Operation Anti-Security had a busy weekend, releasing over 7GB of data stolen from 76 US law enforcement websites in 11 states.
The documents, containing personal information including credit card details, email addresses, social security numbers and informant data, were taken from sites mostly maintained by rural county sheriffs and hosted by a single firm.
The web site of the Arkansas-based hosting firm, Brooks-Jeffrey Marketing, which also maintained the domain names of many of the hacked web sites, was also down late Sunday evening.
The Anti-Sec campaign, initiated in June by the two prolific hacktivist groups Anonymous and LulzSec, claimed it first hacked the police sites a week ago.
In a statement, the Anonymous group said it hoped that this largest Anti-Sec data dump to date would reveal corruption and lead to criminal charges against several law officers.
It added: “We hope…it will also disrupt and sabotage their ability to communicate and terrorise communities.”
Its statement has led to interpretations of the hack and data dump as retaliation for the ongoing police crackdown on its members and networks.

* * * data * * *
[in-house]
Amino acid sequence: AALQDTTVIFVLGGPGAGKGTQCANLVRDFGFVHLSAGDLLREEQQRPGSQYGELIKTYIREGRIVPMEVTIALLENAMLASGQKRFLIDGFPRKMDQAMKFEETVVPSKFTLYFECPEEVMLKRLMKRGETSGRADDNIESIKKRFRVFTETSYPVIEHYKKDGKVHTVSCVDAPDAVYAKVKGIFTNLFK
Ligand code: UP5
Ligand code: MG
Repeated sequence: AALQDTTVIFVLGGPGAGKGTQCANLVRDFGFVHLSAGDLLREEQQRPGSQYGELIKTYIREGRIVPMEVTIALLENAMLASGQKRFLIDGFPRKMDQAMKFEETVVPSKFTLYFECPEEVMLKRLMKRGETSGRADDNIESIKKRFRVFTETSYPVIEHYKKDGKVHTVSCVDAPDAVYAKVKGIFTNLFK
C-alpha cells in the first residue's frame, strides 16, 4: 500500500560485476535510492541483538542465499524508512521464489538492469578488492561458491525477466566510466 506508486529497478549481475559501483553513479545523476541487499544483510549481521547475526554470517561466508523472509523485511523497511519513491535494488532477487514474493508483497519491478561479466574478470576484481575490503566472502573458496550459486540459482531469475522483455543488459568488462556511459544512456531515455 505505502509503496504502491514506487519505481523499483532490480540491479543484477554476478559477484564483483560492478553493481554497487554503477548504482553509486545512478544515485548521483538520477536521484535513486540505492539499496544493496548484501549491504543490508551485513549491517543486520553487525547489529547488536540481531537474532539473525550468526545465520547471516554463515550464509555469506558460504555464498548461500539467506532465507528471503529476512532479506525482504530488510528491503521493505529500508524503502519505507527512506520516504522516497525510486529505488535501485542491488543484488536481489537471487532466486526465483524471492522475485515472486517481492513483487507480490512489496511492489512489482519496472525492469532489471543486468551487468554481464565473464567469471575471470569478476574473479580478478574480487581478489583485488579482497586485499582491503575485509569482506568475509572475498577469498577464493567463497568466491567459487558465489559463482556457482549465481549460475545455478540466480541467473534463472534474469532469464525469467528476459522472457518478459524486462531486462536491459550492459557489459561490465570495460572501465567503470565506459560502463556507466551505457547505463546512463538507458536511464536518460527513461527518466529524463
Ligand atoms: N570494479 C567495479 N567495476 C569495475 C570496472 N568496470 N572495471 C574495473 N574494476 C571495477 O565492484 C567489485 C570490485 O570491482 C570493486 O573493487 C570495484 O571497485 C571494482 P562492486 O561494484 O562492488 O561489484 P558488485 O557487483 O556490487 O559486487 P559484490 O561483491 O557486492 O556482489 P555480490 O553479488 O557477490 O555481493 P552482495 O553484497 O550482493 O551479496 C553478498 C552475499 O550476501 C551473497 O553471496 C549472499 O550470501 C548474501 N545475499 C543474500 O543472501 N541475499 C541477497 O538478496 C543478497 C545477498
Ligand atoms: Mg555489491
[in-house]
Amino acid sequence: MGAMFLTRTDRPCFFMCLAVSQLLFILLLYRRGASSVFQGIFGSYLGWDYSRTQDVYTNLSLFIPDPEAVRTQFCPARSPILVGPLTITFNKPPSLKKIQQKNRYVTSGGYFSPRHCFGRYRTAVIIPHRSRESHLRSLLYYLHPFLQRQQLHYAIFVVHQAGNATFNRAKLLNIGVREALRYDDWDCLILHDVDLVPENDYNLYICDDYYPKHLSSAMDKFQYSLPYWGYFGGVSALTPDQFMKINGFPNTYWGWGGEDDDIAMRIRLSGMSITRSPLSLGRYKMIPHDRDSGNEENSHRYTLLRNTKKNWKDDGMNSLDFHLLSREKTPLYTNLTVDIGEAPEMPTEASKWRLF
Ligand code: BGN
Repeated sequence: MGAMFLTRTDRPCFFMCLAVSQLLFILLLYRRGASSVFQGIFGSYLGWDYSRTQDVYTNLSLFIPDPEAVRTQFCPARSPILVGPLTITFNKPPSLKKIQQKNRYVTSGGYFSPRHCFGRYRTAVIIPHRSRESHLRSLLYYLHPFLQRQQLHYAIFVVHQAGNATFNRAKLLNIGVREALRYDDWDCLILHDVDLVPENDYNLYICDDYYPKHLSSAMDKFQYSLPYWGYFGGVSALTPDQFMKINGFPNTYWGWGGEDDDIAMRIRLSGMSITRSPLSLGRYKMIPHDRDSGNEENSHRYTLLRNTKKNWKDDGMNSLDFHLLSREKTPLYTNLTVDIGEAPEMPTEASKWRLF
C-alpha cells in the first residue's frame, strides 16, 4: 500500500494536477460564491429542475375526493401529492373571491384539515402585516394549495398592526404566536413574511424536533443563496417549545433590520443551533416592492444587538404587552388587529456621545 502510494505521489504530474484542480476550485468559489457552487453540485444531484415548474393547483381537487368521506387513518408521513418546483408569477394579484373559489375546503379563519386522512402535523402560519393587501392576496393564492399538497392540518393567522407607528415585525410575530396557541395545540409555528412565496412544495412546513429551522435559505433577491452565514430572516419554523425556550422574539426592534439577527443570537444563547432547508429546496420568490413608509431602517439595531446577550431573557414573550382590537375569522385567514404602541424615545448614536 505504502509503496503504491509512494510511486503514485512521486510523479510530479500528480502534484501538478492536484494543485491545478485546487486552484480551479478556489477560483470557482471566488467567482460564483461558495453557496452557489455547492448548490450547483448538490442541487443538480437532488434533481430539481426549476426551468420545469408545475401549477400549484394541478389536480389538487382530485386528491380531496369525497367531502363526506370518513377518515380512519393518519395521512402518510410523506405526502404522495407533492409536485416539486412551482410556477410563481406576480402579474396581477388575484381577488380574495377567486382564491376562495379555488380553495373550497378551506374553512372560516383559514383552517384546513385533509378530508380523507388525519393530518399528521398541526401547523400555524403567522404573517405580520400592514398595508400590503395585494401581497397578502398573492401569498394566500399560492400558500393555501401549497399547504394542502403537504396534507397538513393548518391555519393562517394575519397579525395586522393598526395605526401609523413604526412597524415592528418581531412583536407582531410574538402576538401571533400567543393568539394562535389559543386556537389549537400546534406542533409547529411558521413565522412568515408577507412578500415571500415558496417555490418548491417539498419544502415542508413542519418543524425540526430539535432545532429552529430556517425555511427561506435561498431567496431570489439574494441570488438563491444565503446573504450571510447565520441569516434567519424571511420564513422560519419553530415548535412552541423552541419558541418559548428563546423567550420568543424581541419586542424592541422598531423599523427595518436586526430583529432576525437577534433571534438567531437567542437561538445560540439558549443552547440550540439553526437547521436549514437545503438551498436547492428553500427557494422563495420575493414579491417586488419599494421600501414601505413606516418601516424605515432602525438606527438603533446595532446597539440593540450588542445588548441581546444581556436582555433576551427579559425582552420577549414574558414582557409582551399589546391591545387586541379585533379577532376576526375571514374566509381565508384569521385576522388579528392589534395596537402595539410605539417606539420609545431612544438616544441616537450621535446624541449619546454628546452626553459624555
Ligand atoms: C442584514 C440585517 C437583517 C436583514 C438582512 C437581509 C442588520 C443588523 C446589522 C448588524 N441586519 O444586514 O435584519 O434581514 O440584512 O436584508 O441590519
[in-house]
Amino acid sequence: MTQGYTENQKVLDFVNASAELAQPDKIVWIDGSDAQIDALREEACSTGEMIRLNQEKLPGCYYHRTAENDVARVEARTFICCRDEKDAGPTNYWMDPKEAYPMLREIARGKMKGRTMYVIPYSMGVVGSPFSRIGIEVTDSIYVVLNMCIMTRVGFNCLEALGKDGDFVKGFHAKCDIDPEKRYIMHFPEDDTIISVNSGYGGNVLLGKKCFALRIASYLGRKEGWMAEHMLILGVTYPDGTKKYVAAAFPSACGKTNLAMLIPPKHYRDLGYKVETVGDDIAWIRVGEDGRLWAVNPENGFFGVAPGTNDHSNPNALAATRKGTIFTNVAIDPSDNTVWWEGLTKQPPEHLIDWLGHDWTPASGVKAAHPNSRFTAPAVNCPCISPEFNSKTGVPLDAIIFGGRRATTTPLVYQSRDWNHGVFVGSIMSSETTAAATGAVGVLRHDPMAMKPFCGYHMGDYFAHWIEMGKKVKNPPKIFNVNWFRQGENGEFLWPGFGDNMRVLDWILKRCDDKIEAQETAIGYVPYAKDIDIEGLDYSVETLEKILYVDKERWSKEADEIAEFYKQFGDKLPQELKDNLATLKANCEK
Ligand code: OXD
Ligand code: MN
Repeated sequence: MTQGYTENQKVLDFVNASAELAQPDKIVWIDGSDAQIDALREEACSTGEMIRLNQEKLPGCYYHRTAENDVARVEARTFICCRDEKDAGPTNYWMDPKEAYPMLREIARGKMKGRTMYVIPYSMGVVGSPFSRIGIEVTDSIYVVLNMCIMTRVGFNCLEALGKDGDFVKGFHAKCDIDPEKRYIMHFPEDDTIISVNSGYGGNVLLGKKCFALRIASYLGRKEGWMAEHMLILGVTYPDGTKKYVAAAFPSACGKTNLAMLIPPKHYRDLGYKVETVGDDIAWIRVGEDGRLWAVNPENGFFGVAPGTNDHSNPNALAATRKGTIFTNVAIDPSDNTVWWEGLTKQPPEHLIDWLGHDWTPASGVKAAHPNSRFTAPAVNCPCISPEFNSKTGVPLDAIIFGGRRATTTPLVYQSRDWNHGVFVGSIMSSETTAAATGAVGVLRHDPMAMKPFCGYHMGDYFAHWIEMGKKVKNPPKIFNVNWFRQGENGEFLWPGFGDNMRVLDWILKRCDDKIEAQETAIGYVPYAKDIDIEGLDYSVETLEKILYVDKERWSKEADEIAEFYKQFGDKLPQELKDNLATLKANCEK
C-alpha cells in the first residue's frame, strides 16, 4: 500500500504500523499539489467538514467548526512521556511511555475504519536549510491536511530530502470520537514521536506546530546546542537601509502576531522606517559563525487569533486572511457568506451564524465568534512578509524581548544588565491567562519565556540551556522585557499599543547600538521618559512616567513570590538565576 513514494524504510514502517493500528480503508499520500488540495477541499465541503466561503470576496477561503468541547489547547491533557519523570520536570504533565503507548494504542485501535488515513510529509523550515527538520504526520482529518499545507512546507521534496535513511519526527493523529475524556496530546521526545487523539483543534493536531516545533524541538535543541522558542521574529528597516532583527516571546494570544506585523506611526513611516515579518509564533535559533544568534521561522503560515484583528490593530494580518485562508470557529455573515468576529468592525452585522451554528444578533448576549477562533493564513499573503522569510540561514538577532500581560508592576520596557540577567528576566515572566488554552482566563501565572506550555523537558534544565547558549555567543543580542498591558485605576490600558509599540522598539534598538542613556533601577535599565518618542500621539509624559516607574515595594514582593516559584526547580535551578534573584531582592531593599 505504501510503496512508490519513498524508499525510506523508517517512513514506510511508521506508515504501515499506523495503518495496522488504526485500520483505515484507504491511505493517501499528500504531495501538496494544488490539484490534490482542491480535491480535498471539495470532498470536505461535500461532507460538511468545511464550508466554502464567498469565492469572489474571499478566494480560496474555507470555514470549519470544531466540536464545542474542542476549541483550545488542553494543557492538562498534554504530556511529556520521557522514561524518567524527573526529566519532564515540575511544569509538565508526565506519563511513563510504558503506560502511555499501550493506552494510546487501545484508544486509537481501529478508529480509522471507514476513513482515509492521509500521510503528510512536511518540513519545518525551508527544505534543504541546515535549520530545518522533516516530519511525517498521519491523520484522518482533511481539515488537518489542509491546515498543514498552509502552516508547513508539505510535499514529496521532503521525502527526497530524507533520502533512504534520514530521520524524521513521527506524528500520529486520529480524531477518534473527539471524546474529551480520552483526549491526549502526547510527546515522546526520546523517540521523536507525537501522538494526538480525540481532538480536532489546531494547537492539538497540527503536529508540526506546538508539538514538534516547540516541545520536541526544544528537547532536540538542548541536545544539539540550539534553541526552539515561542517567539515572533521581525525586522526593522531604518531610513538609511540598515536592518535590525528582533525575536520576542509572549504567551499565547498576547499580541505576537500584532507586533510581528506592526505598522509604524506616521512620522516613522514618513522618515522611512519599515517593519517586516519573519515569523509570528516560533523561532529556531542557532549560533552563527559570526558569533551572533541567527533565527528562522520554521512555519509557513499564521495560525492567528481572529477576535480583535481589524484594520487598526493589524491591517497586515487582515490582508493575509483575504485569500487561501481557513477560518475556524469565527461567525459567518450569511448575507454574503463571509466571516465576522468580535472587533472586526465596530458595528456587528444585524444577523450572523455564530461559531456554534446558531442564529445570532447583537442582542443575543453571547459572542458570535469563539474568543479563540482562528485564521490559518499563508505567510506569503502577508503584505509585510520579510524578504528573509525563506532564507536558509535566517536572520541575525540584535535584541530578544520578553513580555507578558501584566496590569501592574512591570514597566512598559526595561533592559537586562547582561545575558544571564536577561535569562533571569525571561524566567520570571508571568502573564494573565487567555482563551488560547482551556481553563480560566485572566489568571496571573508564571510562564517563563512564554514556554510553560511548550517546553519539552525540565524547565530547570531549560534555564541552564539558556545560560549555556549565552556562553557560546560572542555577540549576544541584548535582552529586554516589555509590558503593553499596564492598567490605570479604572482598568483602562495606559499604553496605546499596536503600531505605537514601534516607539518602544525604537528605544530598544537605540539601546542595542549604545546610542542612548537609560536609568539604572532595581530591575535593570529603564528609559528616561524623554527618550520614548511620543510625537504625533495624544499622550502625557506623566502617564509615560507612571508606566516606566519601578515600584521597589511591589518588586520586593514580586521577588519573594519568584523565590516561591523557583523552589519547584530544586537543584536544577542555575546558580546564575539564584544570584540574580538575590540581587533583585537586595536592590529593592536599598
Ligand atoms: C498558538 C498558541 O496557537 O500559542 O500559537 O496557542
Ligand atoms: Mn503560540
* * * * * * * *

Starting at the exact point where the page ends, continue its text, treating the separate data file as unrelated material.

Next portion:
The international criminal investigation has already led to a number of arrests in the US and Europe, including nine in the UK.
Alleged LulzSec member known as “Topiary,” Jake Davis, was released on bail last week after facing five charges related to computer hacking in Westminster Magistrate’s court.
Elsewhere over the weekend, Anti-Sec hacktivists also reportedly released data on the Brazilian federal police and personal details on 45,000 Ecuadorian local police officers.
Security firm Sophos said the official website of the Syrian Ministry of Defence has also been defaced and the Minister of the Interior and Justice of Colombia’s Twitter account was hacked, according to local news reports.
This article originally appeared at itpro.co.uk